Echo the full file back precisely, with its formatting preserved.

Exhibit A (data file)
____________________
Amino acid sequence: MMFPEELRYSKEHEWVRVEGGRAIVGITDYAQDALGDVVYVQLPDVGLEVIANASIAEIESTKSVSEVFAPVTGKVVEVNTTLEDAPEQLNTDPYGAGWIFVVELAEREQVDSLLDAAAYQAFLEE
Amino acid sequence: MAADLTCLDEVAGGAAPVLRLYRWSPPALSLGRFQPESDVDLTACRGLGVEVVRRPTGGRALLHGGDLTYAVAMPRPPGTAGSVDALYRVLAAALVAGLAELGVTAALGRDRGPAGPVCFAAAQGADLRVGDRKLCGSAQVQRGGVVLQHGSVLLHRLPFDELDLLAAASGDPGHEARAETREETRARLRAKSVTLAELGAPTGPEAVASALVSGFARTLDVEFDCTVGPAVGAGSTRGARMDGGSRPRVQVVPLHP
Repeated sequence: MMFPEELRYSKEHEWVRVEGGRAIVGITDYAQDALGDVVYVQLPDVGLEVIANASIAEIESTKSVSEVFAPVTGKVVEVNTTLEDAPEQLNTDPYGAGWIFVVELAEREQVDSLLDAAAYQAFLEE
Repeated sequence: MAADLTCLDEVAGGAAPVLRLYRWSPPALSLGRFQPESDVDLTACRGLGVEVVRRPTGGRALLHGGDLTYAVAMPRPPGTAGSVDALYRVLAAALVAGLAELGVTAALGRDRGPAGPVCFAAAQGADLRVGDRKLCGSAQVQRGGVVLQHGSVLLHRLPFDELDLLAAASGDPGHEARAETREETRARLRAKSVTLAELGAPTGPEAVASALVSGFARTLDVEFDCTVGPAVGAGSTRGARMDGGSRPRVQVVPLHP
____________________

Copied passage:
Amino acid sequence: MMFPEELRYSKEHEWVRVEGGRAIVGITDYAQDALGDVVYVQLPDVGLEVIANASIAEIESTKSVSEVFAPVTGKVVEVNTTLEDAPEQLNTDPYGAGWIFVVELAEREQVDSLLDAAAYQAFLEE
Amino acid sequence: MAADLTCLDEVAGGAAPVLRLYRWSPPALSLGRFQPESDVDLTACRGLGVEVVRRPTGGRALLHGGDLTYAVAMPRPPGTAGSVDALYRVLAAALVAGLAELGVTAALGRDRGPAGPVCFAAAQGADLRVGDRKLCGSAQVQRGGVVLQHGSVLLHRLPFDELDLLAAASGDPGHEARAETREETRARLRAKSVTLAELGAPTGPEAVASALVSGFARTLDVEFDCTVGPAVGAGSTRGARMDGGSRPRVQVVPLHP
Repeated sequence: MMFPEELRYSKEHEWVRVEGGRAIVGITDYAQDALGDVVYVQLPDVGLEVIANASIAEIESTKSVSEVFAPVTGKVVEVNTTLEDAPEQLNTDPYGAGWIFVVELAEREQVDSLLDAAAYQAFLEE
Repeated sequence: MAADLTCLDEVAGGAAPVLRLYRWSPPALSLGRFQPESDVDLTACRGLGVEVVRRPTGGRALLHGGDLTYAVAMPRPPGTAGSVDALYRVLAAALVAGLAELGVTAALGRDRGPAGPVCFAAAQGADLRVGDRKLCGSAQVQRGGVVLQHGSVLLHRLPFDELDLLAAASGDPGHEARAETREETRARLRAKSVTLAELGAPTGPEAVASALVSGFARTLDVEFDCTVGPAVGAGSTRGARMDGGSRPRVQVVPLHP